After speaking about Arjuna’s confusion, Prabhupada raises the question, “Who are really our ‘own men’?” Although we all have important family responsibilities, it is important to keep in mind that we are all part of the greater family of God. As souls we are related to the same Father, or Source, and thus we are spiritual family beyond our skin type, or bodily dress. Part of the process of spiritual enlightenment—which means waking up to our real, eternal identity—is to understand that while covered by a temporary body, we are the animating principle, or everlasting soul. Material vision divides people on the basis of their body and mind, whereas spiritual knowledge and its realization unite everyone by showing our divine commonality and spiritual, everlasting connection. Without spiritual understanding we will always revert back to “own-menship” (a word Prabhupada coined), or evaluating people or things in relationship to our physical relationships or location—my wife, my husband, my children, species, gender, house, team, college, country, planet, etc. My, my, my! Where we find our “mys” we find our material identity, or “I”, which means our material attachments. Such attachments bind us to persons, places, and things, which perpetuates continuing in the cycle of reincarnation, or birth after birth in various temporary bodies.
The fact that Arjuna is both praised and criticized for his not wanting to fight the battle can be confusing and requires explanation. Generally, his reluctance to fight is spoken about as simply due to his materially attached vision of who he thought his family was. He didn’t want them killed, since he couldn’t imagine being happy without sharing his life with such well-wishers and close family. His attitude demonstrates how material attachment brings one distress or suffering and can cloud one’s understanding of spiritual truth and duty. On the other hand, his reluctance to see anyone killed, even the opposing party—however justified his cause—shows his natural compassion and humility as a devotee. He was pious and well versed in dharma (religious codes), and was astute enough in his apparent impasse (which caused his reluctance to fight), to understand that there was no material solution. He had to take the matter before a qualified spiritual person or guru, who in this case was Krishna, or God Himself, to solve his bewilderment. In some editions of this chapter it is referred to as the “Yoga of Despair,” since his despair is so essential to the speaking of the Truths of the Bhagavad Gita. For all of us, overcoming our despair, intense sadness, suffering, or depression, can hold the key to our progressive life and spiritual awakening. Life is full of clues, if we are educated spiritually.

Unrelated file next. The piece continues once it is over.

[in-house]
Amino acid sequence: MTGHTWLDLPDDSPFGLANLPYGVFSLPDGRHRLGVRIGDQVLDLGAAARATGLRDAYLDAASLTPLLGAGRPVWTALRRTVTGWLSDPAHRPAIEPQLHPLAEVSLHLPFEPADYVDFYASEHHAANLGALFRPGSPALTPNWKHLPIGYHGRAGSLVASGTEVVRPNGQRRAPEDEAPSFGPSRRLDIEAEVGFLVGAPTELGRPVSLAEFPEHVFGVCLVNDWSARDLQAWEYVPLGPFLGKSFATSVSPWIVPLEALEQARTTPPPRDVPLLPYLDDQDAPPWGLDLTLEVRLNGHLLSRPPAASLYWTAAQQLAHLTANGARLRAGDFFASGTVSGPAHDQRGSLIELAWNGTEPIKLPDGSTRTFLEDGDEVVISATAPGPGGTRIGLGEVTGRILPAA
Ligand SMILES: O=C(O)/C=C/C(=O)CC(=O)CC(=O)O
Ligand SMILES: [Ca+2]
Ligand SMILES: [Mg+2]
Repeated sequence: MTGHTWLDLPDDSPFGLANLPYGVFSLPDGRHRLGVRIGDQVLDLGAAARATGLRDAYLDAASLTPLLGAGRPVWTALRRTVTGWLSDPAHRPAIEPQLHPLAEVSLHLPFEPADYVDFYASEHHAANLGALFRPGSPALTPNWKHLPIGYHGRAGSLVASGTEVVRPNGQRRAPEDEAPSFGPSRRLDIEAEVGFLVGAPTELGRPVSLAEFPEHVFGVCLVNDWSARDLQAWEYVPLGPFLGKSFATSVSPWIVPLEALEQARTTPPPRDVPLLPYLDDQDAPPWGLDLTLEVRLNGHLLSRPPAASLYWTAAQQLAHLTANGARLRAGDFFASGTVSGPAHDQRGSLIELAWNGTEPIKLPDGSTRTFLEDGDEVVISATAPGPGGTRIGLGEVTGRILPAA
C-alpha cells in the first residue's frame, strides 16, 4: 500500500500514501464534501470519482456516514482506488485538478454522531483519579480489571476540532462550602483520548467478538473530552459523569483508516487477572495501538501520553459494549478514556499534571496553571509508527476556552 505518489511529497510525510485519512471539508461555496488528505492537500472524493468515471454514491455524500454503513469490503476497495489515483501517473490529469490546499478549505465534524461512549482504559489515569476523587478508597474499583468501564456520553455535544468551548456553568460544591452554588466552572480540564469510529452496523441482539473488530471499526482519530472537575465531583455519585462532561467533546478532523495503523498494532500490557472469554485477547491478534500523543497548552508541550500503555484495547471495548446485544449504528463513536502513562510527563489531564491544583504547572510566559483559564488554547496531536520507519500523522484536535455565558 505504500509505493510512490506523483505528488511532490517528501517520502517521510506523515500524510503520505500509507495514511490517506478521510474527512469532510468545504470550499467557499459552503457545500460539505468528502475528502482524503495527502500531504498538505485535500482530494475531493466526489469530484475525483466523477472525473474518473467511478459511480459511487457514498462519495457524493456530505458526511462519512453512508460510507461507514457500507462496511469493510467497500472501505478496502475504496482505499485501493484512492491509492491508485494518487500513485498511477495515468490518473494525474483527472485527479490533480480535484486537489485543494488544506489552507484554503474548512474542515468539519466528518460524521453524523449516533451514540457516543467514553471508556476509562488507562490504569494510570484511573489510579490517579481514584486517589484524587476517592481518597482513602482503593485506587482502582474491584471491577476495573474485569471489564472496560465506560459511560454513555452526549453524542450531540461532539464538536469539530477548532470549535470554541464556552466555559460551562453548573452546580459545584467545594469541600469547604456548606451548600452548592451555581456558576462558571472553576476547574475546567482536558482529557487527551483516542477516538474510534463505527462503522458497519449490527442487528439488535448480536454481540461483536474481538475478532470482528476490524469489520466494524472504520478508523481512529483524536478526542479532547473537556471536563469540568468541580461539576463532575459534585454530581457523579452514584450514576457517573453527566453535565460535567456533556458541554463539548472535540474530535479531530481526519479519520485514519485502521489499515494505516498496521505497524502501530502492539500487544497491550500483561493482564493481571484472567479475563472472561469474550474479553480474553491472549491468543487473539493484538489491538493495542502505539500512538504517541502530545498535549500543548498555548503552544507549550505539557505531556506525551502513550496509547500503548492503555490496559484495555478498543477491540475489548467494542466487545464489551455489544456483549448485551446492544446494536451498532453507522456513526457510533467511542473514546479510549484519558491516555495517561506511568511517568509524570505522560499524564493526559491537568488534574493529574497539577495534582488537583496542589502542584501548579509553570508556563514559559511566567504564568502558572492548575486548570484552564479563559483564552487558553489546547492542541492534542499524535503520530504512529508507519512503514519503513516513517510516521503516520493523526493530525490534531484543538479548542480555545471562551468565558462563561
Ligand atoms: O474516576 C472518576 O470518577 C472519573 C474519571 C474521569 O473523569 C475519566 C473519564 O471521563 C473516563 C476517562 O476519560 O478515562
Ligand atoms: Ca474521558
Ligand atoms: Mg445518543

We learn from Arjuna’s example that every soul has the necessity of accepting a guru, if they want to make a comprehensive solution to the real problems of life—of birth, death, old age, and disease. These four items are the summary of our material entanglement and are unnatural for the eternal soul. We all want life to be joyful and permanent, but by nature it is problematic and tenuous. To facilitate our awakening we need to be spiritually educated through studying and applying the wisdom of the Gita, as well as having a process of purification. Purification means to cleanse the dust from our heart (compared to a mirror) so we can see our real self and God. Chanting the maha-mantra (the Hare Krishna mantra), and engaging in the process of bhakti yoga, are especially recommended in this age as the topmost yoga and meditation. Their practice will help us connect to our divine happy life—a life of giving, loving, and celebration in relationship to the service of Krishna. When we see, and gradually realize our family members and all living beings as the family of Krishna, this changes everything. Krishna is within everyone’s heart, and is the basis of all things.